Dying Before You Die: A Reflection

A Sumarai Reflection on Romans 6 by Josh Davis

There’s an old word which, like all great words, has deep meaning. Words like this have a life of their own. It was born quietly somewhere in Japan several centuries back and grew into something powerful. Then like a great investment, it split multiple times, increasing in value far beyond its original, literal meaning. The word is Zanshin (残心).

Meaning of Zanshin 

Literally, Zanshin means “mind with no remainder,” nothing uncontrolled or unintentional. Zanshin is a fundamental focus, where every body system is held in precise, calm alertness. Eventually it came to describe an archer’s stance after loosing an arrow or a swordsman’s fighting stance after striking. Upon executing a maneuver, Zanshin kept the warrior from losing himself.

This was directed, mindful execution of the process and positions of warfare, an instant return to readiness. 

Yet, Zanshin was not a position itself. Rather it was an essence—achieved through muscle memory and the warrior’s awareness of his own death. The Samurai warrior achieved incredible focus and fierce execution because of Zanshin. And he could achieve Zanshin because he did not consider the outcome of the battle. Winning was not the point.

Dying or not dying didn’t matter. He had already died. Only the process of battle mattered.

In a way it makes sense: why would the outcome matter?

There were only two possible outcomes: death now or death later. The Samurai warrior journey was a lifelong path with a violent end. When they signed up, they died. Samurai walked the earth as those already dead. Winning did not matter; only honor and identity mattered. 

So why the nerdy history lesson?

Zanshin & Death

Check out Romans 6:10, 11, 13: “For the death he died he died, once for all, but the life he lives he lives to God. So you must also consider yourselves dead to sin and alive to God in Christ Jesus…present yourselves to God as those who have been brought from death to life, and your members to God as instruments of righteousness.”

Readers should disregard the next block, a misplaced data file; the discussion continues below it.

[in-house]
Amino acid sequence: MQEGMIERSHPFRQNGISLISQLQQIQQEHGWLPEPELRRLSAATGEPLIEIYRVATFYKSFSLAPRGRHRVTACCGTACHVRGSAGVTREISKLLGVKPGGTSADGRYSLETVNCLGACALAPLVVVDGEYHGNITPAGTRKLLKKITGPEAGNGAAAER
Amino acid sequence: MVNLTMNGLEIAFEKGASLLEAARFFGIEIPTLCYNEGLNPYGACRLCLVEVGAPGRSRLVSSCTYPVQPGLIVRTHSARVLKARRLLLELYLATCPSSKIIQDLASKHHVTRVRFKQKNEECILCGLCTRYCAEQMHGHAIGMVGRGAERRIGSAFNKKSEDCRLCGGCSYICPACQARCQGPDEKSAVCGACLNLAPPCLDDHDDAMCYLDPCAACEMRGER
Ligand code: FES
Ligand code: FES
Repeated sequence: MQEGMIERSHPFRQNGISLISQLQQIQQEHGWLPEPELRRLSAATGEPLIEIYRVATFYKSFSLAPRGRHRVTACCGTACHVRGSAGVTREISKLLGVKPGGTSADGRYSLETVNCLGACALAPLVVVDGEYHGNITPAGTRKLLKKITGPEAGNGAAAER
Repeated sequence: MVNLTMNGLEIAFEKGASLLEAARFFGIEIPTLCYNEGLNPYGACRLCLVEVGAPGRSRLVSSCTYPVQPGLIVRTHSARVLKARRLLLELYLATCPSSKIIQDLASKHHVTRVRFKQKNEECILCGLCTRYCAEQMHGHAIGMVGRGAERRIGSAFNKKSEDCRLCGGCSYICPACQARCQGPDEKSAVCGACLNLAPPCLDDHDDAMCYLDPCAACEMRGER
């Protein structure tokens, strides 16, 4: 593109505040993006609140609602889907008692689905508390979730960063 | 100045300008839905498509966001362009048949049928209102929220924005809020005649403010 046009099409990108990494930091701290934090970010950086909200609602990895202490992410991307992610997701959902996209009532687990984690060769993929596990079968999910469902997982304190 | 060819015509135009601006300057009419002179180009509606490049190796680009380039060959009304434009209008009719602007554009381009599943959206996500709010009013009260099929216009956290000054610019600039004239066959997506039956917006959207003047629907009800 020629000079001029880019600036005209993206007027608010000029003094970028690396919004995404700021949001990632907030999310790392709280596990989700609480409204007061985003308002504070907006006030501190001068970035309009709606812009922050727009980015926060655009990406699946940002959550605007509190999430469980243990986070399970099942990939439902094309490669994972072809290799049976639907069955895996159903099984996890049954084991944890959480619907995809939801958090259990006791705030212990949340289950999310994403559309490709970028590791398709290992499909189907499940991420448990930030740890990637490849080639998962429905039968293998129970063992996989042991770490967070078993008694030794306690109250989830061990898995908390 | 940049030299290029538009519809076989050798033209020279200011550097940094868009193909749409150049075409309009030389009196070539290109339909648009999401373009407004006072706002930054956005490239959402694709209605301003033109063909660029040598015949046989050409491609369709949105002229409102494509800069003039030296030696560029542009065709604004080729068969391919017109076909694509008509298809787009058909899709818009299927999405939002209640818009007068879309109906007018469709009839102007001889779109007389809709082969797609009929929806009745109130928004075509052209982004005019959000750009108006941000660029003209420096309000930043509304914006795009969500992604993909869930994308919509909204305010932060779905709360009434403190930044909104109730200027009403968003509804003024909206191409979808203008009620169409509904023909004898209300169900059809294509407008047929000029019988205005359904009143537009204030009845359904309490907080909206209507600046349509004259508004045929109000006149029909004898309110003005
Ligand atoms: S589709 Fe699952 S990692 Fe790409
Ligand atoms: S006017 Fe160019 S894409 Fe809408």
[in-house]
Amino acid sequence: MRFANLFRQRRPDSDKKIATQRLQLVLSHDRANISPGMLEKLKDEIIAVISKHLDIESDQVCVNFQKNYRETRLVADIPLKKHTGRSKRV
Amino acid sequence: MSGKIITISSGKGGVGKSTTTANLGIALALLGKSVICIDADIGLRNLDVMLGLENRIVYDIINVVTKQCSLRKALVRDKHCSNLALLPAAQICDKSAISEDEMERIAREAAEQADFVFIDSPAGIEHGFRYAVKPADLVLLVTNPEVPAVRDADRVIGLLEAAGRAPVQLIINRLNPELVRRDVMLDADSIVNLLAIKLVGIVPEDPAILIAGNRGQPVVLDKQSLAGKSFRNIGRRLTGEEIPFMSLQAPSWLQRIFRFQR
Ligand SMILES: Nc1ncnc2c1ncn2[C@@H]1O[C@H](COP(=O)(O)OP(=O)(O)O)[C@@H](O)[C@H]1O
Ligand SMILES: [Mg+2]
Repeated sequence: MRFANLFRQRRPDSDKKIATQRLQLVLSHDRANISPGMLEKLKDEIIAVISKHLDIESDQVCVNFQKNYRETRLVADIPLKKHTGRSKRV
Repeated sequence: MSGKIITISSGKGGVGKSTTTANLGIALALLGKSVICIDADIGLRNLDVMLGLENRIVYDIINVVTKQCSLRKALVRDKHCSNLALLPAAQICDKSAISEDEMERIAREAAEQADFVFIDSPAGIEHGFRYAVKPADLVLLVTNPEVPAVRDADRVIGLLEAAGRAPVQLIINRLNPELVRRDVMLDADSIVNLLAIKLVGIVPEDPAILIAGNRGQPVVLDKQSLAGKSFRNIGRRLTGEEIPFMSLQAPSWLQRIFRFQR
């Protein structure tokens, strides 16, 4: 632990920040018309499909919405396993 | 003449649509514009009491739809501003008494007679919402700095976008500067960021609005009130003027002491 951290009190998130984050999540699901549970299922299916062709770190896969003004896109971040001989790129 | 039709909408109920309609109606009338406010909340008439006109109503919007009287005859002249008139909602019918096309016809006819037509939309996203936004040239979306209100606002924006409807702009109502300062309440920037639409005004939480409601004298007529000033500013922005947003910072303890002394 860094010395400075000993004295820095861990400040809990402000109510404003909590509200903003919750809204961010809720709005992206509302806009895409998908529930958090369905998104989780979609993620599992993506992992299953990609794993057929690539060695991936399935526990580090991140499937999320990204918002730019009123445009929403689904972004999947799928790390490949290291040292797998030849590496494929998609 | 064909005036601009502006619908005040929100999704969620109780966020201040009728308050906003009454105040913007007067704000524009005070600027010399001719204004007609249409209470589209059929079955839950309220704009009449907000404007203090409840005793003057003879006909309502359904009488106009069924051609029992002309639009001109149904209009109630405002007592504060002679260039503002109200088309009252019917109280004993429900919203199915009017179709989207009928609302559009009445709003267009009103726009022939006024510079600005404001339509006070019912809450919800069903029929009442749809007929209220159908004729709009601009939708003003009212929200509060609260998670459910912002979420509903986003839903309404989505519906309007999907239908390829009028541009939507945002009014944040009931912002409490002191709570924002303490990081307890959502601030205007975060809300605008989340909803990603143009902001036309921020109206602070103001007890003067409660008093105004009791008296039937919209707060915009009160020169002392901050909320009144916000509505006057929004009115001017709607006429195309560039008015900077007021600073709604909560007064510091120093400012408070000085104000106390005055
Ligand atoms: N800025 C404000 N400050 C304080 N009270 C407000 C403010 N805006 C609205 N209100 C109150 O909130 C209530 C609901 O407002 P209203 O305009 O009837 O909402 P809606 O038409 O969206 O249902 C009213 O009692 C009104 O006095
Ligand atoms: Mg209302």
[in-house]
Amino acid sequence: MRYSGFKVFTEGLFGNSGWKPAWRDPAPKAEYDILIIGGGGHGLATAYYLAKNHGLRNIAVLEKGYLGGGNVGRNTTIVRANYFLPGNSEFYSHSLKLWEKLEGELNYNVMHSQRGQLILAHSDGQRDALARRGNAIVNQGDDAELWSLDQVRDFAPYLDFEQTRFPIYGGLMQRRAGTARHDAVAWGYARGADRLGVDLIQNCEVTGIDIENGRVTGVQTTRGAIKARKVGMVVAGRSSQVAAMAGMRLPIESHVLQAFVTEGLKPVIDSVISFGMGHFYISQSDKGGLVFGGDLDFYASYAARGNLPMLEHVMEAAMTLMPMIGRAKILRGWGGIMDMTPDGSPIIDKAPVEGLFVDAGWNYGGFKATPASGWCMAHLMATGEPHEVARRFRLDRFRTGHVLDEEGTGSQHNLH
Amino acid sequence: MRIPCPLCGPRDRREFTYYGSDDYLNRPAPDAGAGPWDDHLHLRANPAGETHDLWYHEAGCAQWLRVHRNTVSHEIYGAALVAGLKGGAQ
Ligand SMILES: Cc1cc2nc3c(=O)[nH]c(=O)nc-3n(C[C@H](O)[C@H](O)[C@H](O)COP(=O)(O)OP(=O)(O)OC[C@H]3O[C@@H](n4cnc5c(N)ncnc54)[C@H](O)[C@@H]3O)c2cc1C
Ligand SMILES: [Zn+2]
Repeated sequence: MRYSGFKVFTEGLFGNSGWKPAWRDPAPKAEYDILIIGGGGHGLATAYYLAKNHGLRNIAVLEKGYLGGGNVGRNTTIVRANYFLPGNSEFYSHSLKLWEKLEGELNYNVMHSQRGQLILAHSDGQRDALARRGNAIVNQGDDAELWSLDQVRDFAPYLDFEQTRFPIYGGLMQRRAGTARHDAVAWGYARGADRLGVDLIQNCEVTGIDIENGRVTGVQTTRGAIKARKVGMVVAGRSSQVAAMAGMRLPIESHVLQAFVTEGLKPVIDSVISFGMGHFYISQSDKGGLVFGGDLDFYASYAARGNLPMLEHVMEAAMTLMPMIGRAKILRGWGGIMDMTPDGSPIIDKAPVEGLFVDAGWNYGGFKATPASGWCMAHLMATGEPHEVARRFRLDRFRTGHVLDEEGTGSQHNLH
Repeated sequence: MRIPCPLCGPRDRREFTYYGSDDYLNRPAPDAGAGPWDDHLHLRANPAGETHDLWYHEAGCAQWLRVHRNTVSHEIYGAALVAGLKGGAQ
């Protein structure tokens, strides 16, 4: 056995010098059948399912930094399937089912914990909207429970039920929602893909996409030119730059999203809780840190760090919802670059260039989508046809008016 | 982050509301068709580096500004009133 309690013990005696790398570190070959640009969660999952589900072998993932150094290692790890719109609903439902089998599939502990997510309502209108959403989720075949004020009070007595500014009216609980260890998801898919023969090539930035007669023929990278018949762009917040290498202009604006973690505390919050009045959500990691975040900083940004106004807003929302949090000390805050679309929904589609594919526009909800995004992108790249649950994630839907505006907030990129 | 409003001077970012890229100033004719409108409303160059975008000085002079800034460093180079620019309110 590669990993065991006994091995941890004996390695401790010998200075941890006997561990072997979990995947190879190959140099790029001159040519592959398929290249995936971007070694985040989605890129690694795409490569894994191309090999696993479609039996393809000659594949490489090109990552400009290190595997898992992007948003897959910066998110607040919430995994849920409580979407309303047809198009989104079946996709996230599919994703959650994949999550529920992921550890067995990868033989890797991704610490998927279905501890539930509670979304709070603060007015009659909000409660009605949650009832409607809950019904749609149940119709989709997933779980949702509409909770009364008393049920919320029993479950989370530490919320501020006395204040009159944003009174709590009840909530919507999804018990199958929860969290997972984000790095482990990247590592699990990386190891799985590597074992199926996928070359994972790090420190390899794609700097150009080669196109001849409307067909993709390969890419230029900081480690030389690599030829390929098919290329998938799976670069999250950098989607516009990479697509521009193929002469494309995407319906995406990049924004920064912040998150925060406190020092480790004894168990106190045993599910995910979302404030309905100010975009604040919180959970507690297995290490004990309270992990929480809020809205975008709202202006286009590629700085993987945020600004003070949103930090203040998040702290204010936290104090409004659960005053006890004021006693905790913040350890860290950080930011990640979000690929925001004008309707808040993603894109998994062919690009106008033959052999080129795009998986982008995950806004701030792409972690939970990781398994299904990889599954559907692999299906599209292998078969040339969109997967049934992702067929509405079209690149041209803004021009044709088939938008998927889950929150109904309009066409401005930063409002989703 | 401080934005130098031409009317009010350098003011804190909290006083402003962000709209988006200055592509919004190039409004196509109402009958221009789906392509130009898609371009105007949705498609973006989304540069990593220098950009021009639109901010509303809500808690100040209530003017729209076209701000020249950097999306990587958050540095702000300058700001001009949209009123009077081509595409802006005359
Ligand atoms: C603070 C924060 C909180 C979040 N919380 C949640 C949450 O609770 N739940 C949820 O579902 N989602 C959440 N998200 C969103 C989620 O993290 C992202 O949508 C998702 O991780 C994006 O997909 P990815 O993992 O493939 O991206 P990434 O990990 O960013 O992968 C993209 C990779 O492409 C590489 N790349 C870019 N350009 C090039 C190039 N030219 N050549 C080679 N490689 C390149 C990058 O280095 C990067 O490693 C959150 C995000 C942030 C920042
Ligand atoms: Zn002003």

It seems that Paul is asking you to presume yourself as one who is already dead yet alive in Christ. So what does that mean: to have died to sin and live as instruments of righteousness? What does it mean to fight battles as if what happens (outcomes) matters little? Could you achieve a Zanshin-like Christian life by realizing our own death while focusing only on the process of communion with the Trinity?

Application to Us

Are you like me: with habitual sin, performance insecurity, or fears of not bearing fruit? What abundant life, peace, or grace might we find if we were not committed to outcomes like sinning less, performing better, or evangelizing everyone – but to dying daily yet living in communion with the Trinity?

What if you lived as if the victory was already decided? Or perhaps better, as if the victory wasn’t the point? Might this be the hope of having the Mind of Christ – a “mind with no remainder” – whose victory was in His passion, in His own death? Did Jesus walk the earth knowing that He had already died? 

How about you?

Where are you too much alive to yourself? Do you realize you are dead (& alive) already in Christ? Share your thoughts below.

Josh 

Please note: I reserve the right to delete comments that are offensive or off-topic.

4 thoughts on “Dying Before You Die: A Reflection

  1. Josh, thanks for this post. It’s a great perspective. I think the notion of dying to sin also applies toward dying to our own plans and purposes for our lives, and taking hold of life in Him. From this perspective, turning down an attractive path that conflicts with God’s will for our life is no longer difficult, because we’ve already died to ourselves and our own best plans for our time on earth.

    • Hi John,

      I agree: in “You are What You Love,” author James K. A. Smith talks about “re-habituating” ourselves to the things of God. As we draw closer to the Trinity, our love shifts such that we desire God’s will and recognize our inability to set our own paths or plans. Then, in communion with the Trinity we can say “Lord, have mercy on me,” and in so doing submit ourselves to the process of transformation that God has for us.

      I’m convinced that they way to “die to self” is through “reorienting our loves” through liturgical practice, contemplative prayer, alms-giving, and fasting (see: https://www.theuncommonjourney.com/3-essential-practices-on-your-journey-to-godliness/).

      What about you? How has God met you in ways such that you can willingly cry “…not my will, but yours be done”?

      – J

  2. Interesting fact about the Sumarai is that they also practiced homosexuality as part of their warrior code. They felt that it weakened them to have relationships with women.

    • Good call, Randy; thanks for highlighting that. I hope the metaphor’s limits didn’t trip anyone up.

      For clarity sake to any reader, the post does not intend to draw any direct parallels between Samurai and the life that pursues the Trinity. Rather the goal was to talk about one aspect of their code: living life as if death were already determined. From there we can draw limited parallels to our life as being “crucified with Christ” (Galatians ch2) or “dead to sin” (Romans ch6).

      Thanks again!
      – J

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